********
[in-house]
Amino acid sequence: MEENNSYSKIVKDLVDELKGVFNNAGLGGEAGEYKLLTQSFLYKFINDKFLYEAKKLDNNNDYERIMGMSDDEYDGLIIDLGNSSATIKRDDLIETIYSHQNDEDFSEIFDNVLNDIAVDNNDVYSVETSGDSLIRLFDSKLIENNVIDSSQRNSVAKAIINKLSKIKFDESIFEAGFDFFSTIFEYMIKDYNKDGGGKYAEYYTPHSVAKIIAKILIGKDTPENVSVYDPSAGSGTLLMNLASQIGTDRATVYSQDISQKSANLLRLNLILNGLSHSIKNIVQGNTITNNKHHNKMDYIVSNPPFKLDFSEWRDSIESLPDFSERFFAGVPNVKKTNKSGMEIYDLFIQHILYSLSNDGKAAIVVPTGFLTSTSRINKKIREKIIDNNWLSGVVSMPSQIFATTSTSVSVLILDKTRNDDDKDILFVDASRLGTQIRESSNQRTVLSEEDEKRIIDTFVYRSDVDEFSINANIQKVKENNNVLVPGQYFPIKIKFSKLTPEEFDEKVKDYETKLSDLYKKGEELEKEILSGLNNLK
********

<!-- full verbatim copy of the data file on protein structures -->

[in-house]
Amino acid sequence: MEENNSYSKIVKDLVDELKGVFNNAGLGGEAGEYKLLTQSFLYKFINDKFLYEAKKLDNNNDYERIMGMSDDEYDGLIIDLGNSSATIKRDDLIETIYSHQNDEDFSEIFDNVLNDIAVDNNDVYSVETSGDSLIRLFDSKLIENNVIDSSQRNSVAKAIINKLSKIKFDESIFEAGFDFFSTIFEYMIKDYNKDGGGKYAEYYTPHSVAKIIAKILIGKDTPENVSVYDPSAGSGTLLMNLASQIGTDRATVYSQDISQKSANLLRLNLILNGLSHSIKNIVQGNTITNNKHHNKMDYIVSNPPFKLDFSEWRDSIESLPDFSERFFAGVPNVKKTNKSGMEIYDLFIQHILYSLSNDGKAAIVVPTGFLTSTSRINKKIREKIIDNNWLSGVVSMPSQIFATTSTSVSVLILDKTRNDDDKDILFVDASRLGTQIRESSNQRTVLSEEDEKRIIDTFVYRSDVDEFSINANIQKVKENNNVLVPGQYFPIKIKFSKLTPEEFDEKVKDYETKLSDLYKKGEELEKEILSGLNNLK